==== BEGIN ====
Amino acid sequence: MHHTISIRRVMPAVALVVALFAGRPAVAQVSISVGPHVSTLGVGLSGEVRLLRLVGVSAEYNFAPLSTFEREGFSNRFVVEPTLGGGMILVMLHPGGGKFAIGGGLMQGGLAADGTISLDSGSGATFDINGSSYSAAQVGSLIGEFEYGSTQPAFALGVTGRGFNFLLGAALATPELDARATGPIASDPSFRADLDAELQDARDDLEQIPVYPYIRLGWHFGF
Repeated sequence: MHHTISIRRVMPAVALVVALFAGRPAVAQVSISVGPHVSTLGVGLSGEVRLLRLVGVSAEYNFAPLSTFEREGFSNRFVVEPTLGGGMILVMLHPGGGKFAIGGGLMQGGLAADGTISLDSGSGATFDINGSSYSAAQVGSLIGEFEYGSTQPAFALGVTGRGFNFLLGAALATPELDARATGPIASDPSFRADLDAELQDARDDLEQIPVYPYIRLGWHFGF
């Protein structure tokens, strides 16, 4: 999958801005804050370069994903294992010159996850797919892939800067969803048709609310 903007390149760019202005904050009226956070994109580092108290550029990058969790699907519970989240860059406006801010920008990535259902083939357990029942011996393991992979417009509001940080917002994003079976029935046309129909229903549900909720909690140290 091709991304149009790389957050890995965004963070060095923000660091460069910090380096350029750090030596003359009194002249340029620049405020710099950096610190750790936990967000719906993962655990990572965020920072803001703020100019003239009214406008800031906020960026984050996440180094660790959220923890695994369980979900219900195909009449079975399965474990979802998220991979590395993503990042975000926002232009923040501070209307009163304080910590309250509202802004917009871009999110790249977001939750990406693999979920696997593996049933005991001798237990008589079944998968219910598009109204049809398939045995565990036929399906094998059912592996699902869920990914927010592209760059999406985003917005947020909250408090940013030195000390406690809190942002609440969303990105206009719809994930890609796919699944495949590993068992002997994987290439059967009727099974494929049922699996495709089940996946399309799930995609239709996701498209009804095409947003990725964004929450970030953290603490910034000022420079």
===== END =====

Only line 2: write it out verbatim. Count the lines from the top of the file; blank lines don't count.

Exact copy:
Repeated sequence: MHHTISIRRVMPAVALVVALFAGRPAVAQVSISVGPHVSTLGVGLSGEVRLLRLVGVSAEYNFAPLSTFEREGFSNRFVVEPTLGGGMILVMLHPGGGKFAIGGGLMQGGLAADGTISLDSGSGATFDINGSSYSAAQVGSLIGEFEYGSTQPAFALGVTGRGFNFLLGAALATPELDARATGPIASDPSFRADLDAELQDARDDLEQIPVYPYIRLGWHFGF